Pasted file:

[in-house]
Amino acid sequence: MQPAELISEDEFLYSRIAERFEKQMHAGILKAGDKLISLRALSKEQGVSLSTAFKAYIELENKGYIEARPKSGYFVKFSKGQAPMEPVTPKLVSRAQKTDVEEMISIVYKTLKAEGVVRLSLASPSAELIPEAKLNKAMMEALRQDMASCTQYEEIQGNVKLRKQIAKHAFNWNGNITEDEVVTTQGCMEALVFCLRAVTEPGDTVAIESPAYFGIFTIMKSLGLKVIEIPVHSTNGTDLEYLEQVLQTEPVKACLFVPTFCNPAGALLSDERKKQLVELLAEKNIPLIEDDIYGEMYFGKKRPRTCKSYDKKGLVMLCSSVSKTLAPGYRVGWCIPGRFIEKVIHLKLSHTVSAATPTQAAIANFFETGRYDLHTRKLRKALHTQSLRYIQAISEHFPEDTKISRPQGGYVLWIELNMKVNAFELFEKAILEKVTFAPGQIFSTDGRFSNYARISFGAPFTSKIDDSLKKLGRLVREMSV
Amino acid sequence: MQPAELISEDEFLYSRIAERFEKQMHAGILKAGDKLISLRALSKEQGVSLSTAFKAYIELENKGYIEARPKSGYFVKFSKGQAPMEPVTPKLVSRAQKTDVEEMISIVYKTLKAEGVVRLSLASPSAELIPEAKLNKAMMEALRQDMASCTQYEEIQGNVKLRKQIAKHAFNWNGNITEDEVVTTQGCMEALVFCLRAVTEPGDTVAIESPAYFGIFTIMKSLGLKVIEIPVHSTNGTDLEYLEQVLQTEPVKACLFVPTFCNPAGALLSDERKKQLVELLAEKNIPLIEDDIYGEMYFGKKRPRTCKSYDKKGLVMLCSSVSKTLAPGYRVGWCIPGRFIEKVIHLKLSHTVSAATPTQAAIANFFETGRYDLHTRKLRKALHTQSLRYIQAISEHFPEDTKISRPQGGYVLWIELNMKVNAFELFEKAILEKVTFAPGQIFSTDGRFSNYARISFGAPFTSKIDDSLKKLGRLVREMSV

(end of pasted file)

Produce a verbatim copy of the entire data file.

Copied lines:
[in-house]
Amino acid sequence: MQPAELISEDEFLYSRIAERFEKQMHAGILKAGDKLISLRALSKEQGVSLSTAFKAYIELENKGYIEARPKSGYFVKFSKGQAPMEPVTPKLVSRAQKTDVEEMISIVYKTLKAEGVVRLSLASPSAELIPEAKLNKAMMEALRQDMASCTQYEEIQGNVKLRKQIAKHAFNWNGNITEDEVVTTQGCMEALVFCLRAVTEPGDTVAIESPAYFGIFTIMKSLGLKVIEIPVHSTNGTDLEYLEQVLQTEPVKACLFVPTFCNPAGALLSDERKKQLVELLAEKNIPLIEDDIYGEMYFGKKRPRTCKSYDKKGLVMLCSSVSKTLAPGYRVGWCIPGRFIEKVIHLKLSHTVSAATPTQAAIANFFETGRYDLHTRKLRKALHTQSLRYIQAISEHFPEDTKISRPQGGYVLWIELNMKVNAFELFEKAILEKVTFAPGQIFSTDGRFSNYARISFGAPFTSKIDDSLKKLGRLVREMSV
Amino acid sequence: MQPAELISEDEFLYSRIAERFEKQMHAGILKAGDKLISLRALSKEQGVSLSTAFKAYIELENKGYIEARPKSGYFVKFSKGQAPMEPVTPKLVSRAQKTDVEEMISIVYKTLKAEGVVRLSLASPSAELIPEAKLNKAMMEALRQDMASCTQYEEIQGNVKLRKQIAKHAFNWNGNITEDEVVTTQGCMEALVFCLRAVTEPGDTVAIESPAYFGIFTIMKSLGLKVIEIPVHSTNGTDLEYLEQVLQTEPVKACLFVPTFCNPAGALLSDERKKQLVELLAEKNIPLIEDDIYGEMYFGKKRPRTCKSYDKKGLVMLCSSVSKTLAPGYRVGWCIPGRFIEKVIHLKLSHTVSAATPTQAAIANFFETGRYDLHTRKLRKALHTQSLRYIQAISEHFPEDTKISRPQGGYVLWIELNMKVNAFELFEKAILEKVTFAPGQIFSTDGRFSNYARISFGAPFTSKIDDSLKKLGRLVREMSV